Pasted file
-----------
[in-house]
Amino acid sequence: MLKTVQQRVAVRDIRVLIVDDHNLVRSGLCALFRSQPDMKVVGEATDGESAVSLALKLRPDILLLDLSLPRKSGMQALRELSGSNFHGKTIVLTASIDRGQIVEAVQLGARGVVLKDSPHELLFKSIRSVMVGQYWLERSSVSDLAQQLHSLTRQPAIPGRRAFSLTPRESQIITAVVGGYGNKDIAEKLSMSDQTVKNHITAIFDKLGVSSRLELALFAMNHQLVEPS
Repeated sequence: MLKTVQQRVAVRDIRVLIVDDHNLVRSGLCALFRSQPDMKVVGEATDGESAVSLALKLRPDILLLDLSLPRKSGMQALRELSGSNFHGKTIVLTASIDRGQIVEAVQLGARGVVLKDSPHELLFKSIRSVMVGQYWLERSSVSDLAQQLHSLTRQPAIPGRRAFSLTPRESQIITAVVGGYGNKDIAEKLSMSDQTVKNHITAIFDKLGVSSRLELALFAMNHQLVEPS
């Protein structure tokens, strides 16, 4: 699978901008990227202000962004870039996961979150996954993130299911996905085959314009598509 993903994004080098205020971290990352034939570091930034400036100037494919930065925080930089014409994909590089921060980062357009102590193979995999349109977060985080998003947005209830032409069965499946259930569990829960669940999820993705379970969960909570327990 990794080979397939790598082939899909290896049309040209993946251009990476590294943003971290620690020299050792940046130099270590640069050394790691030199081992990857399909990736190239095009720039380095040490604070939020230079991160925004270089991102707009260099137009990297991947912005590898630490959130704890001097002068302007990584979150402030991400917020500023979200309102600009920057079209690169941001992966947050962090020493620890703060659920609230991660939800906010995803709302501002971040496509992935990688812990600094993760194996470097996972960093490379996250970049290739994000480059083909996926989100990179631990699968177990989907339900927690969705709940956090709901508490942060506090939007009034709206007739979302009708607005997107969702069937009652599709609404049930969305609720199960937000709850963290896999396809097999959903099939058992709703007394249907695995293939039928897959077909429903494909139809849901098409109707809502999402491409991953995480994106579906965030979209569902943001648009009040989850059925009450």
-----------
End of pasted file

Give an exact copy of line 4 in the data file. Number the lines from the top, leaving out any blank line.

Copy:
């Protein structure tokens, strides 16, 4: 699978901008990227202000962004870039996961979150996954993130299911996905085959314009598509 993903994004080098205020971290990352034939570091930034400036100037494919930065925080930089014409994909590089921060980062357009102590193979995999349109977060985080998003947005209830032409069965499946259930569990829960669940999820993705379970969960909570327990 990794080979397939790598082939899909290896049309040209993946251009990476590294943003971290620690020299050792940046130099270590640069050394790691030199081992990857399909990736190239095009720039380095040490604070939020230079991160925004270089991102707009260099137009990297991947912005590898630490959130704890001097002068302007990584979150402030991400917020500023979200309102600009920057079209690169941001992966947050962090020493620890703060659920609230991660939800906010995803709302501002971040496509992935990688812990600094993760194996470097996972960093490379996250970049290739994000480059083909996926989100990179631990699968177990989907339900927690969705709940956090709901508490942060506090939007009034709206007739979302009708607005997107969702069937009652599709609404049930969305609720199960937000709850963290896999396809097999959903099939058992709703007394249907695995293939039928897959077909429903494909139809849901098409109707809502999402491409991953995480994106579906965030979209569902943001648009009040989850059925009450």